The Basics of Modifiable and Non-Modifiable Alimony

Modifiable Alimony vs. Non-Modifiable

If you find yourself in a position either to pay or to receive alimony in a proposed New Jersey divorce settlement, you’ll want to understand the difference between a modifiable scheme of payments and a non-modifiable one.

Alimony Payment Scheme

In very basic terms, an alimony payment scheme that is modifiable means that both the amount and the term of those alimony payments may be changed by the court, upon successful petition to the court by either party to the divorce. Circumstances that would lead one party to petition the court to adjust the alimony payment or its duration are easy to imagine. For example, if the party receiving alimony inherits a large sum of money (this could result in, for example, either a diminution of the paying party’s obligation, or in a discontinuance of the alimony all together); or, perhaps, where the party paying alimony receives a promotion and a large increase in salary.

Modifiable Alimony Payment Scheme

The virtue of the modifiable alimony payment scheme is it contemplates that circumstances extant at the time the court enters a divorce order, and on which the alimony provisions of that order are based, may meaningfully change with respect to one or both of the parties to that order. Of course, the modifiable alimony scheme also, and by design, embeds a measure of uncertainty into the divorce agreement, which carries the potential to impose greater costs, or lesser benefits, than were bargained for by a given party. There is a potential psychological cost for some parties. The fact that the modifiable alimony payment scheme carries with it the potential that the divorce could be revisited, denies the parties the closure they hoped the divorce order would provide (i.e. serving as a catharsis and allowing them to move forward with their lives without looking back).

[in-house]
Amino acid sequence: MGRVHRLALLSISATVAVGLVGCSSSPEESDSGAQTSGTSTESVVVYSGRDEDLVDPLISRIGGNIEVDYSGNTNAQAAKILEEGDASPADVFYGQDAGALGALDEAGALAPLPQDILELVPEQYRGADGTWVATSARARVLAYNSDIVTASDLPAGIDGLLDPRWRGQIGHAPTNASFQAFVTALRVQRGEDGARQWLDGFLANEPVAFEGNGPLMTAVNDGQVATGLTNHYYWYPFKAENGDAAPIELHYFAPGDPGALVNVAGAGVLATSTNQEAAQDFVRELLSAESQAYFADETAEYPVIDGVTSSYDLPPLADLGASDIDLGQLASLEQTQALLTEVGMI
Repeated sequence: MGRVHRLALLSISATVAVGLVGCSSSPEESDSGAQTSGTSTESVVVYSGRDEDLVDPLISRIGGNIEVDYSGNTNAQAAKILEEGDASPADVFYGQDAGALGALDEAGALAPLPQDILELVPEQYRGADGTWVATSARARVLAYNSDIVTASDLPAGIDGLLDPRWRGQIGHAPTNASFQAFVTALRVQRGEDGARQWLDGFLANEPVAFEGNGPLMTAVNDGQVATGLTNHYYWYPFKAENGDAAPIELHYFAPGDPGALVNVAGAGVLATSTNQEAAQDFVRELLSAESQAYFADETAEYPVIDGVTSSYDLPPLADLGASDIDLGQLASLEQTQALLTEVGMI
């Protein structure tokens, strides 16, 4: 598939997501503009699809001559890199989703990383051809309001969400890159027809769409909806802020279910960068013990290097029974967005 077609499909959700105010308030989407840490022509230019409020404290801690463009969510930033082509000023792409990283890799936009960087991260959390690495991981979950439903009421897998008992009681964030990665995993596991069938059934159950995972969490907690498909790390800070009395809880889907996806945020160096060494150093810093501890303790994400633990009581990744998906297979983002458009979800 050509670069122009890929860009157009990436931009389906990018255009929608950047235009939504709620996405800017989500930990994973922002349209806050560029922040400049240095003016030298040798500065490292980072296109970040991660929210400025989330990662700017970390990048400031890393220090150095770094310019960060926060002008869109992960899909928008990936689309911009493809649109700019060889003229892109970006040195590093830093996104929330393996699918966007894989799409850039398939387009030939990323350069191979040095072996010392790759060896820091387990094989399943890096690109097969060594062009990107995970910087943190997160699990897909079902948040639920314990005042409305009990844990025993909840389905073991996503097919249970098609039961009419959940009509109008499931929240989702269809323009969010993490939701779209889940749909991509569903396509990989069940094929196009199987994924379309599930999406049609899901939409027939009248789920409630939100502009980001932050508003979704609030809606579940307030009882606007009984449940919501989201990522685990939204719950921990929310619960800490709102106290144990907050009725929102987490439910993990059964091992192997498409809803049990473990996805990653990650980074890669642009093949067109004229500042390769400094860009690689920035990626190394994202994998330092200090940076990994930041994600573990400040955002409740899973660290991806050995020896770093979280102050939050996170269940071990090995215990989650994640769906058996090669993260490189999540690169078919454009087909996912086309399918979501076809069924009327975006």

Non Modifiable Alimony Payment Scheme

A non-modifiable alimony payment scheme is one that is set forth in a proposed divorce agreement, and which is not subject to subsequent alteration, whatever the changed circumstances of the parties after that divorce order is entered by the court. The virtue of the non-modifiable alimony payment scheme is that each party will know exactly what their liability or income is. That level of certainty allows for concrete planning in light of the prescribed alimony scheme. The downside, of course, is that parties may, because of changed circumstances that come into being after the divorce order is entered, find themselves meaningfully disadvantaged by their inability to have the alimony scheme altered. For example, where the party receiving alimony remarries (traditionally a circumstance that would cut-off alimony payments), and the paying party, because subject to a non-modifiable alimony payment scheme, must continue alimony payments for the term and amount outlined in the divorce order.

Which Scheme Suits You?

Which alimony scheme is right for you depends entirely on the facts and circumstances unique to your divorce, and your life. If you are about to go through a divorce in New Jersey, or if you are currently going through a divorce, it is important you have the advice of a competent attorney who understands the details of alimony payment schemes, and who understands your specific needs.

Contact an Experienced Alimony Divorce Lawyer

Vincent C. DeLuca of Villani & DeLuca, P.C., is certified by the New Jersey Supreme Court as a Matrimonial Attorney. Mr. DeLuca is one of a limited number of attorneys to hold the prestigious certification of Matrimonial Attorney in New Jersey. Mr. DeLuca, whose practice is devoted to Family Law in Ocean County and Monmouth County, is one of only five certified Matrimonial Attorneys on the Roster of Mediators for Economic Aspects of Family Law in Ocean County, New Jersey. Call 732-965-3350 today for a free initial consultation.

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